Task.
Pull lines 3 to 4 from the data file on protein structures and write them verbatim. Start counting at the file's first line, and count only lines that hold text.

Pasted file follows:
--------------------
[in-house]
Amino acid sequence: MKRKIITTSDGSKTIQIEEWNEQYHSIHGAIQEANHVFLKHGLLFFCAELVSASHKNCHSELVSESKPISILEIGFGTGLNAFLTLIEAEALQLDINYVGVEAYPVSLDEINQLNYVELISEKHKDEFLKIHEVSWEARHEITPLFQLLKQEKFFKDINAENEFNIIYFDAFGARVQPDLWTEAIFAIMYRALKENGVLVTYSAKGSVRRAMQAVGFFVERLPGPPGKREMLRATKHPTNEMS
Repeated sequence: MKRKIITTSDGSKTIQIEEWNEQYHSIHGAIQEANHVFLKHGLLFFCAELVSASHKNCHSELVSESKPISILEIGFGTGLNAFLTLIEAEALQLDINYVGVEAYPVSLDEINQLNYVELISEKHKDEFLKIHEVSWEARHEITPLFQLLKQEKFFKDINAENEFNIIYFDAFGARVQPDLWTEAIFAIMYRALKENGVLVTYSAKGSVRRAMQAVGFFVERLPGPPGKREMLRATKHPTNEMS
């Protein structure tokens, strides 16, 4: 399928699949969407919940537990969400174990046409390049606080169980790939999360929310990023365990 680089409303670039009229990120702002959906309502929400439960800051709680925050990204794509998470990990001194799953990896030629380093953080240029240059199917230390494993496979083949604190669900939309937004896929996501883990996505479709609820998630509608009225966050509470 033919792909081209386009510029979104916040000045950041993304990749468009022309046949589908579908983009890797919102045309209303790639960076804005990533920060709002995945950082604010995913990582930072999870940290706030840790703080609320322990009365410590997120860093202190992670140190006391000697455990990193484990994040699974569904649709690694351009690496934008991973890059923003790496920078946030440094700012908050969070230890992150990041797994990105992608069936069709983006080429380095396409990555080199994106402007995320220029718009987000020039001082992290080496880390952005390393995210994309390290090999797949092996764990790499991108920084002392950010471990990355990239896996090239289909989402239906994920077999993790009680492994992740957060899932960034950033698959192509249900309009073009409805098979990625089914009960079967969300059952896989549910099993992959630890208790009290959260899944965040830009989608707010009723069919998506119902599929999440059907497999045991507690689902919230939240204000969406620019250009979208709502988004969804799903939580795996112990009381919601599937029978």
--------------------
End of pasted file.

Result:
Repeated sequence: MKRKIITTSDGSKTIQIEEWNEQYHSIHGAIQEANHVFLKHGLLFFCAELVSASHKNCHSELVSESKPISILEIGFGTGLNAFLTLIEAEALQLDINYVGVEAYPVSLDEINQLNYVELISEKHKDEFLKIHEVSWEARHEITPLFQLLKQEKFFKDINAENEFNIIYFDAFGARVQPDLWTEAIFAIMYRALKENGVLVTYSAKGSVRRAMQAVGFFVERLPGPPGKREMLRATKHPTNEMS
């Protein structure tokens, strides 16, 4: 399928699949969407919940537990969400174990046409390049606080169980790939999360929310990023365990 680089409303670039009229990120702002959906309502929400439960800051709680925050990204794509998470990990001194799953990896030629380093953080240029240059199917230390494993496979083949604190669900939309937004896929996501883990996505479709609820998630509608009225966050509470 033919792909081209386009510029979104916040000045950041993304990749468009022309046949589908579908983009890797919102045309209303790639960076804005990533920060709002995945950082604010995913990582930072999870940290706030840790703080609320322990009365410590997120860093202190992670140190006391000697455990990193484990994040699974569904649709690694351009690496934008991973890059923003790496920078946030440094700012908050969070230890992150990041797994990105992608069936069709983006080429380095396409990555080199994106402007995320220029718009987000020039001082992290080496880390952005390393995210994309390290090999797949092996764990790499991108920084002392950010471990990355990239896996090239289909989402239906994920077999993790009680492994992740957060899932960034950033698959192509249900309009073009409805098979990625089914009960079967969300059952896989549910099993992959630890208790009290959260899944965040830009989608707010009723069919998506119902599929999440059907497999045991507690689902919230939240204000969406620019250009979208709502988004969804799903939580795996112990009381919601599937029978």